Kat Christofer Works Remotely
WooCommerce Documentation Editor
Digital Nomad Employee
Digital Nomad Life
% Time Traveling
|Past Year:||50 Cities||16|
|Career:||300 Cities||40 Countries|
* All figures approximate as of October 2016
I worked as a journalist previous to tech, so reporting offsite and on location was part of the job. News agencies needed spot news, and I was happy to file stories for them by email. I also had private clients for whom I built websites, and no physical presence was needed in an office.
Know thyself. You must have a high level of self-awareness, self-discipline, and self-management to be productive and successful and maintain life/work balance. When people hear that we can choose our own hours and location, it sounds like a dream; and for most, it is. But not everyone is suited for remote work.
Freedom. Freedom from commute and negatively impacting the environment. Freedom to choose the hours that are most productive for me and for my company. Freedom to change locations and travel without having to take vacation days. Freedom to spend with people I think are the bomb-diggity or on pastimes I wish to develop.
Explaining to others that we do indeed work. We are accountable and passionate, which often has us working more hours (and not less, as they believe).
I have no fixed schedule, but I do have a few rules that work for me.
- Work early morning.
- Travel on Sundays whenever possible.
- No AFK on product launch days or meeting days.
Life is distracting by nature, but you can minimize as much as possible if you know what you need and when. I go AFK if focus wanes, do something physical, come back.
Having the most amazing coworkers and not spending enough IRL time with them. We have limited time at company and team meetups, so the most we can do is try and see each other at conferences or on personal trips.
Coworking spaces don’t work for me. I find them distracting and unproductive. If I’m in the city of a colleague, I’m open to going to one with him/her/them but it would never be my suggestion.
- Sennheiser ear buds
- UE Boom 2
I’m nomadic 24/7 and currently have no home office.
We use Slack as a company. My team uses Google hangout to see each other every other week. In weekly one-on-one meetings, we use Google Hangouts or voice calls. Every team is different. Then we have team meetups in person twice a year; we have a company meetup once a year. Colleagues also meet each other at conferences or WordCamps throughout the year.
Look on job boards dedicated to remote working opps. Follow distributed companies you admire and position yourself to fill a need.
I’d love to say I’m remote for life. But I know better than to never say never.
My career has advanced, so I’d say remote work has had a positive impact or at least not been an obstacle.
I attend meetups in cities I visit, and I contact colleagues when I’m in town and hang out with people they know. I do not have a local community “back home.”
It’s possible to make contacts both online and offline; I’ve met many virtually via social media channels or online communities, but also IRL at conferences, meetups, and socials. I also have a mentor.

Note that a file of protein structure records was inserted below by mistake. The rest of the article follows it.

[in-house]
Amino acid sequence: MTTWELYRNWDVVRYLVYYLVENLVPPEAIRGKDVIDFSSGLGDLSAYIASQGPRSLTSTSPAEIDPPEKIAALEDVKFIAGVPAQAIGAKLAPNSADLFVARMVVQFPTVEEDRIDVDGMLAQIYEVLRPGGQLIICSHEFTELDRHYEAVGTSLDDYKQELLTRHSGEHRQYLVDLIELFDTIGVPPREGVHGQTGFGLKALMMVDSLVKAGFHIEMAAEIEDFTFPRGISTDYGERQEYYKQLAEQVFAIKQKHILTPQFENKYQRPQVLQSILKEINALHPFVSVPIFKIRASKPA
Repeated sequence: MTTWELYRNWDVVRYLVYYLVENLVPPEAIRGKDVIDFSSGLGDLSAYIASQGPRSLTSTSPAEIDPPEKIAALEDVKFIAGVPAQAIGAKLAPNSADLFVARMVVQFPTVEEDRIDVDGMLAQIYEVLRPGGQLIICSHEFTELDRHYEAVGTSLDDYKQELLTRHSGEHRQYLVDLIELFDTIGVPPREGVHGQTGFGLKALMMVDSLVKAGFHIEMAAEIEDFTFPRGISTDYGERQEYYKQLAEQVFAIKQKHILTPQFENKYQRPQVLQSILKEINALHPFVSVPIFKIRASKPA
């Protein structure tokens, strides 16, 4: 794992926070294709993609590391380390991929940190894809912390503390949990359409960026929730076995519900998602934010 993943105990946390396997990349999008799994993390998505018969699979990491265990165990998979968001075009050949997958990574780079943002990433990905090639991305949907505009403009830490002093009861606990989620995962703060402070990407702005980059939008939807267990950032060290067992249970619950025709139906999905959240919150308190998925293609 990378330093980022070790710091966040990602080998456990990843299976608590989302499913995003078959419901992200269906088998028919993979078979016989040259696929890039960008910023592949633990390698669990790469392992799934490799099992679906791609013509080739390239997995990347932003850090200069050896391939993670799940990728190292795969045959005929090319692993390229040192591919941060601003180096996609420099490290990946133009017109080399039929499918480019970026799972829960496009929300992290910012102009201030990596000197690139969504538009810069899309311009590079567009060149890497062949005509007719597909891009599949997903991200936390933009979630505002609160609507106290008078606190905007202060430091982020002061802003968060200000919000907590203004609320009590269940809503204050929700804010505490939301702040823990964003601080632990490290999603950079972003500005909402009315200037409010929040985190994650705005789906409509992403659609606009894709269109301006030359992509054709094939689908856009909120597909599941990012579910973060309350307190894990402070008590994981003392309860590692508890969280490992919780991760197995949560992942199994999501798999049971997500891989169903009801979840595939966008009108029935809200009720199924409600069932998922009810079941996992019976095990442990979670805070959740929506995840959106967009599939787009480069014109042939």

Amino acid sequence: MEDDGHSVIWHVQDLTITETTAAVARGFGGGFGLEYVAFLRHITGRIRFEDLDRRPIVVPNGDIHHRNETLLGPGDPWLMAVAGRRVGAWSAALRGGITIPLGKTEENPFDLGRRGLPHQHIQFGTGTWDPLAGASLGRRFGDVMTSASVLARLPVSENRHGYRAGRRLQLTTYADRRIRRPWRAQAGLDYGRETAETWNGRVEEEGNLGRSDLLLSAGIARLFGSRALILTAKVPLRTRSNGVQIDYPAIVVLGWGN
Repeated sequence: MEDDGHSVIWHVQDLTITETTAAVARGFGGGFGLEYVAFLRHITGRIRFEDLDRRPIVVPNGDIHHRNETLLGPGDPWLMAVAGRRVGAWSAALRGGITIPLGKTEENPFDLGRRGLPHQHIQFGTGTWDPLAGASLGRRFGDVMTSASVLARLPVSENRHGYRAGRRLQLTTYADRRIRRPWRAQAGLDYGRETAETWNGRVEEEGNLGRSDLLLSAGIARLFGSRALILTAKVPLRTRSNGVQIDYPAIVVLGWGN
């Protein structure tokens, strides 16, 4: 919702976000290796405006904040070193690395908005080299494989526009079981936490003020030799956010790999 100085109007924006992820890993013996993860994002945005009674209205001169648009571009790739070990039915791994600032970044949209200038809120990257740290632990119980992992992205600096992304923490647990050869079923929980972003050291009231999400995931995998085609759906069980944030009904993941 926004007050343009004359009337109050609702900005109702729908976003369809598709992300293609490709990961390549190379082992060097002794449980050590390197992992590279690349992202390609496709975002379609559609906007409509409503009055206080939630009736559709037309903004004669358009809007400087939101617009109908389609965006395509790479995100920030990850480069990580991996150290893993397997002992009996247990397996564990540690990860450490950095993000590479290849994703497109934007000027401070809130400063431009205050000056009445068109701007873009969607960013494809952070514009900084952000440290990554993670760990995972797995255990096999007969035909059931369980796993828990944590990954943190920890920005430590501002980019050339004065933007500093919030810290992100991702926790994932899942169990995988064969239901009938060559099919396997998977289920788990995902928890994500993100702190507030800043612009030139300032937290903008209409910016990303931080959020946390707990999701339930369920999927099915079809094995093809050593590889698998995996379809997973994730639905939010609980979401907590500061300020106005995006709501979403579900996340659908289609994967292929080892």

Working remote and being nomadic have killed my dating life. No problem at all meeting new people, but finding the right person and staying connected is definitely a challenge because I refuse to compromise standards. The majority of remote couples were partnered previously and are doing it together; it’s rare that you find someone suitable on the road.
There needs to be intentional separation or the line between work/life is blurred. Even with the one laptop I use, I have a browser for work and a browser for personal. There is no overlap. That said, there have been times when something at work took priority and I took care of it. And vice versa.
I do SEALFit as part of a small, like-minded virtual group—the program includes endurance, cardio, strength, and yoga. I swim up to 1000 meters whenever I’m near a pool or beach. I walk if the distance is 45 minutes or less, unless I’m on deadline.
Working remote has no effect on diet, but location impacts possibilities. What I mean by that: How equipped a kitchen is, what ingredients are for sale, whether I can read the language in that country, how far the market is, whether I need to kill/grow it myself.
I enjoy being alone at times, and rarely feel lonely and never isolated. My non-work friends are spread throughout the world, so working remotely actually helps me see them more than when I was geographically limited to a certain country/office.
My friends and I WhatsApp/Viber/Skype on a regular basis, and I also post photos and status for general consumption on Facebook and Twitter. I make certain to see friends and colleagues in any city I visit.
Be OK with making small talk wherever you go because the world is big and there are a lot of awesome people in it. Be safe but not paranoid, and use common sense. It’s OK to walk away from people who make you uncomfortable or don’t get you.
My favorite cities, in general, are Cape Town, Barcelona, Stockholm, Berlin, and Lisbon.